AND ABSTRACT University of Colorado Animal Imaging Shared Resources (AISR) is applying for funds to purchase a Bruker 9.4 Tesla/ 20 cm BioSpec MRI scanner. The major users will be 18 investigators (with major NIH and DOD funds) from the University of Colorado Anschutz Medical Campus (AMC), with pending request for 5-10% of instrument time per investigator. Several minor users will be requesting an estimated 1-2% of instrument time per user. All users are supported by a total of 21 active and 6 pending R01 grants, several R21, DOD, K-, U- and P-type of awards. The requested scanner will become a part of the Colorado AISR which is substantially supported as a major Institutional Technology Core by the University of Colorado Cancer Center (UCCC, P30 CA046934-25) and the Colorado Clinical and Translational Sciences Institute (CCTSI, UL1TR001082). The AISR was initially funded in 2006, after a successful S10 shared grant instrumentation application (PI: N. Serkova, PhD) was awarded to purchase a Bruker 4.7 T/16 cm PharmaScan, which was the first small animal imaging system in Colorado. Since 2006, state-of-the-art animal scanners, advanced physiology-based imaging protocols and novel contrast agents/ molecular probes have revolutionized pre-clinical biomedical research at the Anschutz Medical Campus, allowing for non-invasive visualization of cancer biology, physiology and metabolism in a living animal. Based on the existing scientific demand and strong institutional commitment to the AISR, the present animal imaging equipment has expanded to include a Xenogen IVIS200, a Siemens Inveon microPET/CT, and a Mediso microSPECT/CT. Since it was established in 2006, the AISR has been utilized by 124 users (with over 45 of them being MRI-users), with an impressive number of federal grants awarded to support imaging-based translational science in Colorado. Three major areas of expertise have emerged: (i) oncologic imaging; (ii) neuroscience; and (iii) molecular imaging, with various established MR protocols utilizing the existing 4.7 Tesla scanner. The eleven-year old 4.7 Tesla PharmaScan provides reliable anatomical images with spatial resolution in the range of 150 microns. However, the major limitations of the PharmaScan, besides its advanced age and soon-to-be discontinued Bruker support, include the low field strength, limited RF coils and hardware capacities (low SNR, limited in-plane resolution) which are prohibitive for high-resolution imaging, spectroscopic imaging, advanced rapid imaging techniques and imaging of new contrast mechanisms. The sensitivity and image quality from the PharmaScan is not sufficient by today's standards. Therefore, the AISR is seeking to expand the existing aging MR technology with a new 9.4 Tesla BioSpec which will be highly desirable for our users in the areas of: (i) high-resolution anatomical imaging (<75 m); (ii) EPI (fast BOLD and functional MRI); and (iii) metabolic 1H-MRS and spectroscopic imaging. In addition, fast cardiac imaging with phase-array coils are desirable. Some of these limitations can be overcome by use of microCT (improved spatial resolution), microPET/ SPECT(metabolic and molecular imaging), but the addition of high-field MRI is essential for a state-of-the-art AISR. The AISR team has assembled a strong group of NIH funded principal investigators in the areas of neuroscience, oncology and molecular imaging who are the driving force for assembling this application. The major and secondary users will be supported by a team of highly qualified translational imaging scientists, physicists, and chemists in order to form a successful platform for the development and application of high-resolution, functional, molecular and metabolic MR based protocols using the requested 9.4 Tesla Bruker BioSpec.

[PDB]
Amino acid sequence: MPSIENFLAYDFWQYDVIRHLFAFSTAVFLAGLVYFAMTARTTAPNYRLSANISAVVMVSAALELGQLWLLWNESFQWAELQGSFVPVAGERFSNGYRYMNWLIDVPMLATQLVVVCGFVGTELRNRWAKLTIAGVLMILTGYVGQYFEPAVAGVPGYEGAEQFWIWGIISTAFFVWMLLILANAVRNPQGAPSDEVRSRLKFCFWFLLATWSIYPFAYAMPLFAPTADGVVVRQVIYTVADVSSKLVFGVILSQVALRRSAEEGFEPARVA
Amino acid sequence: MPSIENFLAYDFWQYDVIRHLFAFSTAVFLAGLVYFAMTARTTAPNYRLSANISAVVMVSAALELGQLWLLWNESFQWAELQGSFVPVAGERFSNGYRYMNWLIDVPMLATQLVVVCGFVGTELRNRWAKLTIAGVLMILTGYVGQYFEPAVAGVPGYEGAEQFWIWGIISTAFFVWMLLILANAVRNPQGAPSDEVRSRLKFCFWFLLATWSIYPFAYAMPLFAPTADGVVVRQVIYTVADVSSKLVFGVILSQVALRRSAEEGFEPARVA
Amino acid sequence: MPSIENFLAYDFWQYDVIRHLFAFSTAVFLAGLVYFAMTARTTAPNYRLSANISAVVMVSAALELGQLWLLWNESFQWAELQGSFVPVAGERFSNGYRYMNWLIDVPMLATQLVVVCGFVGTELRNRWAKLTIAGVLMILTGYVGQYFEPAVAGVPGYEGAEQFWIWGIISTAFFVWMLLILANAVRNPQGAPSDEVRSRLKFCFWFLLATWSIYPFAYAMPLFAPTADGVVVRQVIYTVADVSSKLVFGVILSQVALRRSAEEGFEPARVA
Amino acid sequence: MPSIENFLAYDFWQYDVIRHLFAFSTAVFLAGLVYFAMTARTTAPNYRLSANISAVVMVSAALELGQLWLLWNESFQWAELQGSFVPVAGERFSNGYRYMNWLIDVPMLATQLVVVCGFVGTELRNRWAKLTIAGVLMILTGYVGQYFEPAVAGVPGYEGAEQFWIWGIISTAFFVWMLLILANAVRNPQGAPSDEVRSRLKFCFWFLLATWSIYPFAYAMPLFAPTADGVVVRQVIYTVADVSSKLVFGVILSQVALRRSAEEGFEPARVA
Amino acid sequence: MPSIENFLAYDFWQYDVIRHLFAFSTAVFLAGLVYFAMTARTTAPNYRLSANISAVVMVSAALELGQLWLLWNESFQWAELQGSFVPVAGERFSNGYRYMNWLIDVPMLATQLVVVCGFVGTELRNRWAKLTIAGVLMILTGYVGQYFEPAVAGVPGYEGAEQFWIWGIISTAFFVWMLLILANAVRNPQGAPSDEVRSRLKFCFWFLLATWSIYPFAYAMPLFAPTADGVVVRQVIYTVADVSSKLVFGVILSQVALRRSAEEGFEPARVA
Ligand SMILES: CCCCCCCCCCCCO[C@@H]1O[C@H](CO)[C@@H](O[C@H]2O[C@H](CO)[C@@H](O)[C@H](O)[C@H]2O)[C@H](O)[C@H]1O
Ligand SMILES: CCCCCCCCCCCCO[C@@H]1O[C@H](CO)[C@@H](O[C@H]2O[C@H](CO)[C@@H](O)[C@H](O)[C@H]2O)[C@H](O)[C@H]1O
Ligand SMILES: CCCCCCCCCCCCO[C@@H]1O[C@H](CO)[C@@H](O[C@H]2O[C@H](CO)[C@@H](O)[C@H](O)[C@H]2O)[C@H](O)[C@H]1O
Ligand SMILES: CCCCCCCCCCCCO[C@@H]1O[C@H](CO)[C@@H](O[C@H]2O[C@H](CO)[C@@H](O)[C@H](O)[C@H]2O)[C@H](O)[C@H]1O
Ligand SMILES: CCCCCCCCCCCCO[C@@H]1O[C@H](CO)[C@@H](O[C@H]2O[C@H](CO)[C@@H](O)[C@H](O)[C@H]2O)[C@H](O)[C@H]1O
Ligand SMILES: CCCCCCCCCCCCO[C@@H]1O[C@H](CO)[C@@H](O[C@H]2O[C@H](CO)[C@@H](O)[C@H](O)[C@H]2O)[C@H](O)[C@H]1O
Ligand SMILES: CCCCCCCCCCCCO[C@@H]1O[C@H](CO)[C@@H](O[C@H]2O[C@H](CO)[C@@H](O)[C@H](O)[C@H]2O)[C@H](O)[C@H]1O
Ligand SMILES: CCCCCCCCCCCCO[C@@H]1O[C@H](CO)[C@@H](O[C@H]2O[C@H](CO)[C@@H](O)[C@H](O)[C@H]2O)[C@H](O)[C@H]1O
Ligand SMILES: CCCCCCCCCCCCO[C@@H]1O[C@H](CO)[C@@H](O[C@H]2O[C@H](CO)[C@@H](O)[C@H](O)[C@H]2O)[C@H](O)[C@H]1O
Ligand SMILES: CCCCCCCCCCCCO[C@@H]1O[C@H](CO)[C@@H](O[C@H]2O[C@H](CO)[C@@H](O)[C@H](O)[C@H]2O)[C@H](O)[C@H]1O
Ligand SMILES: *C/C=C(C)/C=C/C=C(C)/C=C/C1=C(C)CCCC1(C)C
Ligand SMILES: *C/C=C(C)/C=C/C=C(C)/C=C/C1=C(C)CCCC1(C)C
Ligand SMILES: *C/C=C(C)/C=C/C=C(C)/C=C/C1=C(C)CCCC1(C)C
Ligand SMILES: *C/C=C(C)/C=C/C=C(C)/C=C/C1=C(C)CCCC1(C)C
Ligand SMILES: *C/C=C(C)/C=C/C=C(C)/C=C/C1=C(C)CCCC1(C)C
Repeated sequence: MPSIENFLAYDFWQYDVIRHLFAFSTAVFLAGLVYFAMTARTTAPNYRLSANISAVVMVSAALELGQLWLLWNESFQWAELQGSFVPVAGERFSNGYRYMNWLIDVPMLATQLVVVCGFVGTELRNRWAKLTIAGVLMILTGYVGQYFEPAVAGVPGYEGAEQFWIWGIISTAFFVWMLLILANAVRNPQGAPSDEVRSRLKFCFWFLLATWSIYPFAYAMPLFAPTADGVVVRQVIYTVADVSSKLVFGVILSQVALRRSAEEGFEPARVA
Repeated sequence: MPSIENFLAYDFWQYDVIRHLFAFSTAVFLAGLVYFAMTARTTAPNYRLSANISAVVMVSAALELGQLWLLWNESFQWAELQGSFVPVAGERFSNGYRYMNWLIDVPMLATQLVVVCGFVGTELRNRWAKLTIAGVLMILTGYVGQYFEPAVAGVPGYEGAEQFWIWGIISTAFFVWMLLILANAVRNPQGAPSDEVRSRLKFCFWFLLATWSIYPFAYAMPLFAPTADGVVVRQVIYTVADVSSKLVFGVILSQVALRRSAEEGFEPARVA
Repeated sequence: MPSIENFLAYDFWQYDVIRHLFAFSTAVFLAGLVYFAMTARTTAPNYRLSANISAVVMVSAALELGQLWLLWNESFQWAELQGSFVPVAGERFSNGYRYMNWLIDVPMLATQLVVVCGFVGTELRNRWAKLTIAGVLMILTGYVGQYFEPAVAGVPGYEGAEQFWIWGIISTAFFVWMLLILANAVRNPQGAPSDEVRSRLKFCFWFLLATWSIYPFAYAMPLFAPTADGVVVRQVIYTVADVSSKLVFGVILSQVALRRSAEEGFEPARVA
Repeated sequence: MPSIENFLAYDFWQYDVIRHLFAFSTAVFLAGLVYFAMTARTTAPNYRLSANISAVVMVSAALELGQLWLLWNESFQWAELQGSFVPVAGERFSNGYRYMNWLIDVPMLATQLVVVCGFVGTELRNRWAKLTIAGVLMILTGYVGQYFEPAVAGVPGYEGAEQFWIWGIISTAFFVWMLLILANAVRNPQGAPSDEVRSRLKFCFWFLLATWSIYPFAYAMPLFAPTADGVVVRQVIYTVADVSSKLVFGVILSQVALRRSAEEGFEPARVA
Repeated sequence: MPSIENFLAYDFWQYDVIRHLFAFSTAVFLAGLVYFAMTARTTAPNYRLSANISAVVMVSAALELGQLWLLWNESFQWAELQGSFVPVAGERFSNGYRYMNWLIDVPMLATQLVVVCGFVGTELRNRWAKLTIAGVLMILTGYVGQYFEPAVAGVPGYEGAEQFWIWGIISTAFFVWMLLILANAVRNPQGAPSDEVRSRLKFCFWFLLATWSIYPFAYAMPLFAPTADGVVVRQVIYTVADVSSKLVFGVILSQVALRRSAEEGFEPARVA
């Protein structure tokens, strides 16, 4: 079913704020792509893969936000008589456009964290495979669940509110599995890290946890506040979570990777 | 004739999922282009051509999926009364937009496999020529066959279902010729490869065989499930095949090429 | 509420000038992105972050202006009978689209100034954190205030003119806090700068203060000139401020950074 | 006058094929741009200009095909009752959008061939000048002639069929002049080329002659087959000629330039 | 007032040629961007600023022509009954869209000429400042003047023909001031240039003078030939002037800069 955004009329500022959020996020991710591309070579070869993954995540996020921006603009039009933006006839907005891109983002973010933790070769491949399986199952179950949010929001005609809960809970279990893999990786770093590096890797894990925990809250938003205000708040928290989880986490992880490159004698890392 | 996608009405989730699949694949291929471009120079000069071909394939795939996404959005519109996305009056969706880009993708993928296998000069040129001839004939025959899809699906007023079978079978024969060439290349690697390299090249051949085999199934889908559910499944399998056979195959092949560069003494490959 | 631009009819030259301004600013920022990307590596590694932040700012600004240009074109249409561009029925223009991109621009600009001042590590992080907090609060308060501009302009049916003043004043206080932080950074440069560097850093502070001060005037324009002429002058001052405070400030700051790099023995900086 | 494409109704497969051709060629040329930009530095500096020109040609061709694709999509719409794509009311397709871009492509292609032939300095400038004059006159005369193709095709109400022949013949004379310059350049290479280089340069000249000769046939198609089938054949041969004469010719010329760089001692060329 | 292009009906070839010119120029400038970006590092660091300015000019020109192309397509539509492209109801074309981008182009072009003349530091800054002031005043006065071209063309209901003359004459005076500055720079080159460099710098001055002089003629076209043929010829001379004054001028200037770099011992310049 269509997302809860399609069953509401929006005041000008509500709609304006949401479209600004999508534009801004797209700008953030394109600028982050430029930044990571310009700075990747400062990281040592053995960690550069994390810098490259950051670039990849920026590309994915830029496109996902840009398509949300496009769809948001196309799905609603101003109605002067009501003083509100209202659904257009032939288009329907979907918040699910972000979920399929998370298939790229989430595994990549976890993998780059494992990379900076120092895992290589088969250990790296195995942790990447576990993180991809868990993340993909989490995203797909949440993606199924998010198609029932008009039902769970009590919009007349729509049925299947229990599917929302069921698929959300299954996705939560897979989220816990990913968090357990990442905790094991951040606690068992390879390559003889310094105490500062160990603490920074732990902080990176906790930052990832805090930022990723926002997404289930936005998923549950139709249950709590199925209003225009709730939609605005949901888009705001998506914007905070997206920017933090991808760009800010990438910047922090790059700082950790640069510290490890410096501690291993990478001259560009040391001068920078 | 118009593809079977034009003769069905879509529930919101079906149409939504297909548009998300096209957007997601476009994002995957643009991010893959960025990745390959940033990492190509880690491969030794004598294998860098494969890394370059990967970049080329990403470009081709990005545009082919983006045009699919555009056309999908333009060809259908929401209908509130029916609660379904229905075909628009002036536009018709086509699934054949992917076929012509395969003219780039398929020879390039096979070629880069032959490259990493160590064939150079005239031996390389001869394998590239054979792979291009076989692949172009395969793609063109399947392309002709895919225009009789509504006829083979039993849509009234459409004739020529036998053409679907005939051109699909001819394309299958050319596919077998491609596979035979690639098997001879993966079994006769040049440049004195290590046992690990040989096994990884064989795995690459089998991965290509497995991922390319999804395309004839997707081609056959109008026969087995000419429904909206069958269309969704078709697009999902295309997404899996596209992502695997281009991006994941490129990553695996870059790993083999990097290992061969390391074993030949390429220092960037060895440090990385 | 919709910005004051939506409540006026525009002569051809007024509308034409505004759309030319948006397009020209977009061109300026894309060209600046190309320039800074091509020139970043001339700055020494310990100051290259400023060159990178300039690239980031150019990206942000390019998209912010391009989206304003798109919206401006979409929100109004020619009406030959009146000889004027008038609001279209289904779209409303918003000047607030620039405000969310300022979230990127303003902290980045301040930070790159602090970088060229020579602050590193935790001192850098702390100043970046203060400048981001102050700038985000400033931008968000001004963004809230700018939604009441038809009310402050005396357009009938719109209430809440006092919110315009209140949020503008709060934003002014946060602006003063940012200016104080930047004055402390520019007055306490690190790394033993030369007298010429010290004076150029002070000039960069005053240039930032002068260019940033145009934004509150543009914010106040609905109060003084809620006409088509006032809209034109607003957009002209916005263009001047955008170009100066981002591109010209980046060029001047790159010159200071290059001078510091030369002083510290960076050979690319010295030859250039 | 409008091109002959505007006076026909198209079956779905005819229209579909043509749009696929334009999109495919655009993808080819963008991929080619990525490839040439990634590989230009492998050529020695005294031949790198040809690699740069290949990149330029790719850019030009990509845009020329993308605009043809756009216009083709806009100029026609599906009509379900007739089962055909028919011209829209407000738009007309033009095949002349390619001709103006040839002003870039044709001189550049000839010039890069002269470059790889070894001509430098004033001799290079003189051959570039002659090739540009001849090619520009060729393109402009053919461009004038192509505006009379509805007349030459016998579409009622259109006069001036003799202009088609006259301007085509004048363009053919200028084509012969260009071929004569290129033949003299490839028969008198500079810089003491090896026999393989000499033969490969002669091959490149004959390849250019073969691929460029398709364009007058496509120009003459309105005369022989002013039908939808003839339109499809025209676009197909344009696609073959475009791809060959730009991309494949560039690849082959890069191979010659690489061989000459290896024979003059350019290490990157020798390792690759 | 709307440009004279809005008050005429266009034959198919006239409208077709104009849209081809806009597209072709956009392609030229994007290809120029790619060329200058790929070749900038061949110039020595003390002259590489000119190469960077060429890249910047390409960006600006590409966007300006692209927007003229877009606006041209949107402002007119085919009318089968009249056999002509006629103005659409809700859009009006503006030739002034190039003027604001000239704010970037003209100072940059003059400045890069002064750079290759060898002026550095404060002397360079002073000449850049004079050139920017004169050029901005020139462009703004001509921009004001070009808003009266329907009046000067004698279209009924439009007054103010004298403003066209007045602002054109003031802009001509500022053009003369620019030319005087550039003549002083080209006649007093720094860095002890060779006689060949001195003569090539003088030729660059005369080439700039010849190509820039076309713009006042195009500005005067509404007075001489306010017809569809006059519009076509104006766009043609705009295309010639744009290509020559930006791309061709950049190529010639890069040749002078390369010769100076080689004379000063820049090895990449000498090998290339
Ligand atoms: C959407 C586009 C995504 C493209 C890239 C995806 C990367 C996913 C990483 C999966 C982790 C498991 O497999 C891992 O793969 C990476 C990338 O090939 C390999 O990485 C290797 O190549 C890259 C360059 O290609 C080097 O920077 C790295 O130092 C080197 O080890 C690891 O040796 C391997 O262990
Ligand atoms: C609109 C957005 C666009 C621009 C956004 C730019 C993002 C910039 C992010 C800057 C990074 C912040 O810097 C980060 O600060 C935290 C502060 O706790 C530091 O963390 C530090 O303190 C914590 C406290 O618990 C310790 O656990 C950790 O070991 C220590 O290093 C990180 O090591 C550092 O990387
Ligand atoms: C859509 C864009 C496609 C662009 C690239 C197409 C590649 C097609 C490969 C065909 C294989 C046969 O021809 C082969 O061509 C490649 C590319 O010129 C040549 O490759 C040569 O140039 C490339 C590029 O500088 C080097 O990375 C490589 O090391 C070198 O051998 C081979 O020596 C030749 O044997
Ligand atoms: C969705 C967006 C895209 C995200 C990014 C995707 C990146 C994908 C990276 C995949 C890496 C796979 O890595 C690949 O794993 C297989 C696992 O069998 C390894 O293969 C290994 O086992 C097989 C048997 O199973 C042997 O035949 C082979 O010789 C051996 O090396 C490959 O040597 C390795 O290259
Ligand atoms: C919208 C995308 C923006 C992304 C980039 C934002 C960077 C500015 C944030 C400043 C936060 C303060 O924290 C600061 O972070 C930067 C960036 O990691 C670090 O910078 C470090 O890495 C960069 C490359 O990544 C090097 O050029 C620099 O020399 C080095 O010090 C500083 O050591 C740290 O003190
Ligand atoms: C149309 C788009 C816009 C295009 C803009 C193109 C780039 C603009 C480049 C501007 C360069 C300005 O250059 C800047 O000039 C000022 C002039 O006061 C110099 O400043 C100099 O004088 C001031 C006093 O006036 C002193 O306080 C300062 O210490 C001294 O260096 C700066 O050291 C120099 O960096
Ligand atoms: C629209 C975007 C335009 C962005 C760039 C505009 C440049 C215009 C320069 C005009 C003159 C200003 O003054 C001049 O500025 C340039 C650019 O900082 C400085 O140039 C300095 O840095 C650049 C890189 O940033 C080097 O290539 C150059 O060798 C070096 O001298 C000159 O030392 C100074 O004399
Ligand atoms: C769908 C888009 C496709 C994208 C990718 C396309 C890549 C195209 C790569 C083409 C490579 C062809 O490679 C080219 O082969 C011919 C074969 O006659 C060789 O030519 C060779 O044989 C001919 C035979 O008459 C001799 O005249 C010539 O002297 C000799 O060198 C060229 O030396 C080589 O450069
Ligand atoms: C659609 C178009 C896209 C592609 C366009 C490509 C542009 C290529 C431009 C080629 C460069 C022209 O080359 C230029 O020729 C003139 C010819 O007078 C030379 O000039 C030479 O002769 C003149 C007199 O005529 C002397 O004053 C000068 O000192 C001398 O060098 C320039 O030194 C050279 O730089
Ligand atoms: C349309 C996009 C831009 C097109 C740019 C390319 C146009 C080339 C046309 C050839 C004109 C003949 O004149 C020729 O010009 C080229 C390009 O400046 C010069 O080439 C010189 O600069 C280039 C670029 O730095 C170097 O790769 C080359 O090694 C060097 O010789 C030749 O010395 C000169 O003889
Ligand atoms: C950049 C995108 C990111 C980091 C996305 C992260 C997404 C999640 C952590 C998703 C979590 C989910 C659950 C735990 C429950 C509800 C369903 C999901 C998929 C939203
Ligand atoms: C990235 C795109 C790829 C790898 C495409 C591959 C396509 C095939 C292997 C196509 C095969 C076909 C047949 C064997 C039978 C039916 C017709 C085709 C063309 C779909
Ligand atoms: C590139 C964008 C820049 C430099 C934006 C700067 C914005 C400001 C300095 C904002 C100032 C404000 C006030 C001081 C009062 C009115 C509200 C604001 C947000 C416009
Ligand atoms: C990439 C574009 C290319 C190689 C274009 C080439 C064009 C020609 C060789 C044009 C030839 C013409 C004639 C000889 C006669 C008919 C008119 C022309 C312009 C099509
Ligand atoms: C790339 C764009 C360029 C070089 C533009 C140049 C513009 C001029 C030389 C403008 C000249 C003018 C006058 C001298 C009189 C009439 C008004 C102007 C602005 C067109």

This high-end instrumentation proposal seeks funds to purchase a high-field 9.4 Tesla animal magnetic resonance (MR) scanner for the Animal Imaging Core of the University of Colorado Anschutz Medical Center (AMC). The previously NIH-funded 4.7 Tesla MRI system was the first animal scanner in the State of Colorado and has revolutionized pre-clinical cancer research at the AMC. It is being heavily used by over 45 AMC faculty and has approached its end-of-life 10-year milestone. The use of high-field MRI in Colorado will support further scientific advances in high-resolution, functional, metabolic and molecular imaging for studying oncology and neuroscience in animal models of human disease.